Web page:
President Uhuru Kenyatta’s nominee for ambassador to South Korea, Mwende Mwinzi, has come out to explain why she took the appointment dispute to court.
Clutching on to her national ID card, birth certificate and Moran of the Burning Spear (MBS) badge of honour, Ms Mwinzi told the Sunday Standard that she grew tired of being bullied around by those misinterpreting the law on citizenship and public appointments.
She said there are Kenyans missing out on offering their service on account of their parents’ choices and misunderstanding of the law. It’s about time the courts pronounced themselves on the matter, she urged.
Born in Milwaukee, US, of Kenyan father Maluki Mwinzi and American mother Mary Christine Geil, she sounded ready to take one for the dual citizen team. She was reluctant to discuss the case but resolute on its importance:
“This is not about me, although it does affect me. This is about the many Kenyans who ought to be mainstreamed into Kenya’s development and leadership. It cannot be that for all that we do for our country, and all that it does for us, we suddenly become strangers in times like these,” she said. Mwinzi’s nomination ran into the headwinds of a half-hearted approval by Parliament.
The committee agreed to her formal appointment but on condition that she relinquishes her US citizenship.
Citizen by birth
But she says that was a tough call on her given that her US citizenship was automated by the fact of being born there in the 70’s. Wagging a copy of the Kenyan Constitution, she says it protects people like her.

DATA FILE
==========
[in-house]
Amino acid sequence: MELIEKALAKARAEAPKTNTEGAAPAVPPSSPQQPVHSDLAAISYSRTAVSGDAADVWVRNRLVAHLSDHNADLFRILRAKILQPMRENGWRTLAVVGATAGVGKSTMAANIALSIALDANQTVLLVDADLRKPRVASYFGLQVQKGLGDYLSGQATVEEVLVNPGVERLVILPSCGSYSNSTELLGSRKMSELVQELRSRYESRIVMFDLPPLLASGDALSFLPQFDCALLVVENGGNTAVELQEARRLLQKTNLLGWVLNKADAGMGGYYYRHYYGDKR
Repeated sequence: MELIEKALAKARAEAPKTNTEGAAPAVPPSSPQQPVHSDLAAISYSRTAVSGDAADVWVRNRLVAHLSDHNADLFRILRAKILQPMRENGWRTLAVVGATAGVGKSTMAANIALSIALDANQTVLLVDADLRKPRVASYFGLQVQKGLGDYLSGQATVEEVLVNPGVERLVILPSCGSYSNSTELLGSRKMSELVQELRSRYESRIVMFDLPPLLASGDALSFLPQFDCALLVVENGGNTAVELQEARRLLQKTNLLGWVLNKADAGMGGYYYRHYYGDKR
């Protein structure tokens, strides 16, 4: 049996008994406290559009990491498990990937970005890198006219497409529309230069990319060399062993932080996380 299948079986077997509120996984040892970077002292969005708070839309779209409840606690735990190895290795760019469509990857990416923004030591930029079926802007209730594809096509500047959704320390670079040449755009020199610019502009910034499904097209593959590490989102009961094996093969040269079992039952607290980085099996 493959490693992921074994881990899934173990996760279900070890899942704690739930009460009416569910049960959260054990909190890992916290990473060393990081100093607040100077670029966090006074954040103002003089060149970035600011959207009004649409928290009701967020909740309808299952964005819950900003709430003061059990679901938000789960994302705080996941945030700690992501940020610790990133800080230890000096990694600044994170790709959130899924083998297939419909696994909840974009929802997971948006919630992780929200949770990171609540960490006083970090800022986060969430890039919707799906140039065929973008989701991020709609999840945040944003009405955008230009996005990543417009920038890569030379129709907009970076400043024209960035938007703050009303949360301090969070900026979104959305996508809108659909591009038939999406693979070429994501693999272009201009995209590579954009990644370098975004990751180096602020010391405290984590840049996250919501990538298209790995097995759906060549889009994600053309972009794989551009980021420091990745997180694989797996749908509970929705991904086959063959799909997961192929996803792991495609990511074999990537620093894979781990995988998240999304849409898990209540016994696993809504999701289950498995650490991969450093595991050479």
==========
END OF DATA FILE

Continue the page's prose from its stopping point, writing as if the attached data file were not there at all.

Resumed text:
“I can only restate what we have placed on record in our case. We are taking refuge in Article 78 (b) acknowledgment of the predicament of those who, like myself, are unable to opt out of their other citizenship,” she said.
Article 78 states that a person is not eligible for election or appointment to a state office unless they are citizens of Kenya. It also expressly forbids dual citizens from holding state office or defense force jobs but exempts these two clauses to a set of people: “Clause 1 and 2 do not apply to judges and members of commissions or any person who has been made a citizen of another country by operation of that country’s law, without ability to opt out.”
Mwinzi believes this exempts her should the court buy Parliament’s argument that an ambassador is a state officer. Her main argument as presented in court earlier this week by lawyer Tom Ojienda is that ambassadors are not categorised as state officer by Article 260 of the Constitution.
“While Article 260 provides that national legislation may establish an office and designate it as a State office, there is currently no legislation in place which has designated the office of a High Commissioner or an ambassador to be a State office,” Mwinzi says in an affidavit.
On Section 31 (2) of the Leadership and Integrity Act, 2012 which requires dual citizens to drop their alien citizenship before assuming Kenyan state offices, Mwinzi insists she is not a state officer but rather a public officer.
She said the “mixed signal” Parliament corded her appointment had left her in a queer situation. While her co-nominees to other postings have assumed their posts, she hangs around as a designate-ambassador with no appointment letter.
Mwinzi wants the court to declare her appointment complete, that her rights were violated, that ambassadors are not state officers, that she is appointable and that she be formally posted to Seoul.
“I appreciate Parliament’s role in approvals but I also feel violated and discriminated without any basis in law. I believe the court’s decision on my matter will also help Parliament in dealing with situations as mine,” she said.
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